TPM Café (Talking Points Memo), February 5, 2009
After ignoring the growth of an $8 trillion housing bubble, fueled by junk loans issued by over-leveraged banks, the "free-trade" crew is worried that a "buy America" provision in the stimulus bill will give us a trade war leading to another Great Depression. This complaint should be put in perspective so we can all get a good laugh at their expense.
The free trade crew tells us that this Buy America provision will start a trade war. Why would our trading partners start a trade war over a bill that increases demand for their exports?
That's right, the stimulus bill will increase demand for imports, including for imported steel. The bill will lead to more growth, which will increase demand for all products, including imported steel. That will be the case even if we have barriers that limit the use of imported steel for a small part of the stimulus. So, will our trading partners start a trade war because we are buying more of their products?
It is also worth comparing the protection that the "free traders" see compared to the protection that they don't see. The government has already provided $350 billion in subsidized loans to our banks through the Troubled Asset Relief Program (TARP). The Fed has provided hundreds of billions more.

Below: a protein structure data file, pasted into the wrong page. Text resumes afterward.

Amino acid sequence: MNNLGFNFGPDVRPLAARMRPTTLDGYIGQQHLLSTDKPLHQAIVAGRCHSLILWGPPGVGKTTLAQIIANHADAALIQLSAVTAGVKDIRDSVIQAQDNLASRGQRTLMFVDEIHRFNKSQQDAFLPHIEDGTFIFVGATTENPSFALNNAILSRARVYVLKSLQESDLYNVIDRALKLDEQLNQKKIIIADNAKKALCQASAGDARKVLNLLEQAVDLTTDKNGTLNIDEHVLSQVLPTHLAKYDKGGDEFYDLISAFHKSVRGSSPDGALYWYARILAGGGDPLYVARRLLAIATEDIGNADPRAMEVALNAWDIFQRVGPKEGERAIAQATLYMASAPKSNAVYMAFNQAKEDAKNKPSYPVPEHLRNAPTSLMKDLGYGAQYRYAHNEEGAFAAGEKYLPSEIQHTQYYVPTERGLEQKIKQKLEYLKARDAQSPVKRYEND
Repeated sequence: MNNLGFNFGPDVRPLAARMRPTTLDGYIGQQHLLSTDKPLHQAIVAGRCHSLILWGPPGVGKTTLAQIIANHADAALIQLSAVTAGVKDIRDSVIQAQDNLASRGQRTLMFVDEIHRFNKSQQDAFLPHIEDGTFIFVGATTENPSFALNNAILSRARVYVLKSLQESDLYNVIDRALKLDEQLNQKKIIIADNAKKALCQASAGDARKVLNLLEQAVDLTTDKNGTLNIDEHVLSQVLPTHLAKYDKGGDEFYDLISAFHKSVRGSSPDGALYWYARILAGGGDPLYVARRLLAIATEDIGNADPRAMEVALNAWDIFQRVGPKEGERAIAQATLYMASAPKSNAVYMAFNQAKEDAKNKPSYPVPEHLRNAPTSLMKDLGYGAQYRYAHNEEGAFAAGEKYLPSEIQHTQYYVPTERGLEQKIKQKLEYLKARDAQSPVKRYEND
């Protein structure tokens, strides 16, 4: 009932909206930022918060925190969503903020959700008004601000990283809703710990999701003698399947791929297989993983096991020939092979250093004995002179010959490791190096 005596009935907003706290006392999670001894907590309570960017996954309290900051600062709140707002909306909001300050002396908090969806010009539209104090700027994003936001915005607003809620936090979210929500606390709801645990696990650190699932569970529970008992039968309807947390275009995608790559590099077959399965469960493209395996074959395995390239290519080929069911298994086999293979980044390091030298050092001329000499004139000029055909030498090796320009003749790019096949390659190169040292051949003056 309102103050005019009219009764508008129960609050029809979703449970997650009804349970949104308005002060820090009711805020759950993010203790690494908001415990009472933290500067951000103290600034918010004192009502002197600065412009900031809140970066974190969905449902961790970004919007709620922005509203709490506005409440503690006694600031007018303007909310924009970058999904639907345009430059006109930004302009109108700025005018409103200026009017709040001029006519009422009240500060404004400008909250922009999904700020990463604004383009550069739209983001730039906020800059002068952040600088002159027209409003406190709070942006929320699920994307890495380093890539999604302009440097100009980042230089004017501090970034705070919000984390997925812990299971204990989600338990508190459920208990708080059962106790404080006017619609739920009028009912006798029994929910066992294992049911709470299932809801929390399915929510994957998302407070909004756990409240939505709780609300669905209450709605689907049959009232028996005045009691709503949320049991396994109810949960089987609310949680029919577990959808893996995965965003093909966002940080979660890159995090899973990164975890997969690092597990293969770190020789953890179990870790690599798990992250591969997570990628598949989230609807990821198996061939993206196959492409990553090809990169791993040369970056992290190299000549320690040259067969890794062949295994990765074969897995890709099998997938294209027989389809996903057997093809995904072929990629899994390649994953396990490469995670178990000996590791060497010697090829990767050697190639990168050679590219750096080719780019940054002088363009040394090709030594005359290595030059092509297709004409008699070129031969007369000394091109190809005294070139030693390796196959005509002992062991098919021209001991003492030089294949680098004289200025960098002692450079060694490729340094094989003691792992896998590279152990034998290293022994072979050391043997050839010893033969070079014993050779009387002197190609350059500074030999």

For some reason, these massive government subsidies, which hugely advantage U.S. banks relative to their foreign counterparts, have gotten no attention whatsoever from the so-called "free traders." Every bad thing that they say about protection for steel can be said for protection for banks, but for some reason we haven't heard any complaints about the bank bailouts.
The obvious answer in this seeming riddle is that the "free traders" could not care less about free trade. They don't like policies that favor ordinary workers, like those in the steel industry. On the other hand, they are very happy when the government intervenes to help the rich, as was the case with the Wall Street bailout.
Dean Baker is the co-director of the Center for Economic and Policy Research (CEPR). He is the author of Plunder and Blunder: The Rise and Fall of the Bubble Economy. He also has a blog on the American Prospect, "Beat the Press," where he discusses the media's coverage of economic issues.